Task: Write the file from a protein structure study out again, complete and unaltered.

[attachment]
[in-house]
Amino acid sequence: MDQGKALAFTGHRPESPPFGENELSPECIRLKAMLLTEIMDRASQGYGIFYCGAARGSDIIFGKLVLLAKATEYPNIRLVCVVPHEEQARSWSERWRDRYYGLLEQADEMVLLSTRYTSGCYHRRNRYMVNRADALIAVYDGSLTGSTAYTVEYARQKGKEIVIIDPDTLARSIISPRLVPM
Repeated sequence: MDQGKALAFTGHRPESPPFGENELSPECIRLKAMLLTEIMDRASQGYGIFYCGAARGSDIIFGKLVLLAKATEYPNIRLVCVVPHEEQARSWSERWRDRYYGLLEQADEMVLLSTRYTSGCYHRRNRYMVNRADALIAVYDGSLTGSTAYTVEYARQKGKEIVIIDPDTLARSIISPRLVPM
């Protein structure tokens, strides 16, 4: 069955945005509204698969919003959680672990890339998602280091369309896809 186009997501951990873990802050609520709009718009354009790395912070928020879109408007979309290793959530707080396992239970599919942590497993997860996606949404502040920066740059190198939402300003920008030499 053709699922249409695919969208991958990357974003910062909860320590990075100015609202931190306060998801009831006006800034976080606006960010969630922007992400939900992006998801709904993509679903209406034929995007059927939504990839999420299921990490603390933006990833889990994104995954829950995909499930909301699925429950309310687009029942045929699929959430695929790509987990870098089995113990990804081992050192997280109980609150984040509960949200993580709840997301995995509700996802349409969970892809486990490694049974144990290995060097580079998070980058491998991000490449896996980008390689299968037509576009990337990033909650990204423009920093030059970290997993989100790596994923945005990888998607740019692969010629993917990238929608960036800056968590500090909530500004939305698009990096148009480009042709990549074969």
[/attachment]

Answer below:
[in-house]
Amino acid sequence: MDQGKALAFTGHRPESPPFGENELSPECIRLKAMLLTEIMDRASQGYGIFYCGAARGSDIIFGKLVLLAKATEYPNIRLVCVVPHEEQARSWSERWRDRYYGLLEQADEMVLLSTRYTSGCYHRRNRYMVNRADALIAVYDGSLTGSTAYTVEYARQKGKEIVIIDPDTLARSIISPRLVPM
Repeated sequence: MDQGKALAFTGHRPESPPFGENELSPECIRLKAMLLTEIMDRASQGYGIFYCGAARGSDIIFGKLVLLAKATEYPNIRLVCVVPHEEQARSWSERWRDRYYGLLEQADEMVLLSTRYTSGCYHRRNRYMVNRADALIAVYDGSLTGSTAYTVEYARQKGKEIVIIDPDTLARSIISPRLVPM
């Protein structure tokens, strides 16, 4: 069955945005509204698969919003959680672990890339998602280091369309896809 186009997501951990873990802050609520709009718009354009790395912070928020879109408007979309290793959530707080396992239970599919942590497993997860996606949404502040920066740059190198939402300003920008030499 053709699922249409695919969208991958990357974003910062909860320590990075100015609202931190306060998801009831006006800034976080606006960010969630922007992400939900992006998801709904993509679903209406034929995007059927939504990839999420299921990490603390933006990833889990994104995954829950995909499930909301699925429950309310687009029942045929699929959430695929790509987990870098089995113990990804081992050192997280109980609150984040509960949200993580709840997301995995509700996802349409969970892809486990490694049974144990290995060097580079998070980058491998991000490449896996980008390689299968037509576009990337990033909650990204423009920093030059970290997993989100790596994923945005990888998607740019692969010629993917990238929608960036800056968590500090909530500004939305698009990096148009480009042709990549074969």